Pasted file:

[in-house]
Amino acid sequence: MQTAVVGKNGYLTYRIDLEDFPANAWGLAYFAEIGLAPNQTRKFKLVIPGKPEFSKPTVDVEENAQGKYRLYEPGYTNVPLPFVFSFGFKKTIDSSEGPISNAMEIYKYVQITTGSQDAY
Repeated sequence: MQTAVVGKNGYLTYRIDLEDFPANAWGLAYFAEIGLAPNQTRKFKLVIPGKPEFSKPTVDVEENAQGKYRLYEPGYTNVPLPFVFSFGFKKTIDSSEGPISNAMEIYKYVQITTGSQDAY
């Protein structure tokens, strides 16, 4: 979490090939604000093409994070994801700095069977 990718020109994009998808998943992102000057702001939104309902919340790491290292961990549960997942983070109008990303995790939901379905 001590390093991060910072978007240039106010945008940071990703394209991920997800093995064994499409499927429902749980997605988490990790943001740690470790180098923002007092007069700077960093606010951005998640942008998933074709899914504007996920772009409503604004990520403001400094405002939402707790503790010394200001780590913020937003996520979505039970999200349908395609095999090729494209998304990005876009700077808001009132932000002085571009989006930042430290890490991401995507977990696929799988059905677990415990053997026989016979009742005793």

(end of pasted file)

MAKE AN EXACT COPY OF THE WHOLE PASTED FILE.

[in-house]
Amino acid sequence: MQTAVVGKNGYLTYRIDLEDFPANAWGLAYFAEIGLAPNQTRKFKLVIPGKPEFSKPTVDVEENAQGKYRLYEPGYTNVPLPFVFSFGFKKTIDSSEGPISNAMEIYKYVQITTGSQDAY
Repeated sequence: MQTAVVGKNGYLTYRIDLEDFPANAWGLAYFAEIGLAPNQTRKFKLVIPGKPEFSKPTVDVEENAQGKYRLYEPGYTNVPLPFVFSFGFKKTIDSSEGPISNAMEIYKYVQITTGSQDAY
């Protein structure tokens, strides 16, 4: 979490090939604000093409994070994801700095069977 990718020109994009998808998943992102000057702001939104309902919340790491290292961990549960997942983070109008990303995790939901379905 001590390093991060910072978007240039106010945008940071990703394209991920997800093995064994499409499927429902749980997605988490990790943001740690470790180098923002007092007069700077960093606010951005998640942008998933074709899914504007996920772009409503604004990520403001400094405002939402707790503790010394200001780590913020937003996520979505039970999200349908395609095999090729494209998304990005876009700077808001009132932000002085571009989006930042430290890490991401995507977990696929799988059905677990415990053997026989016979009742005793």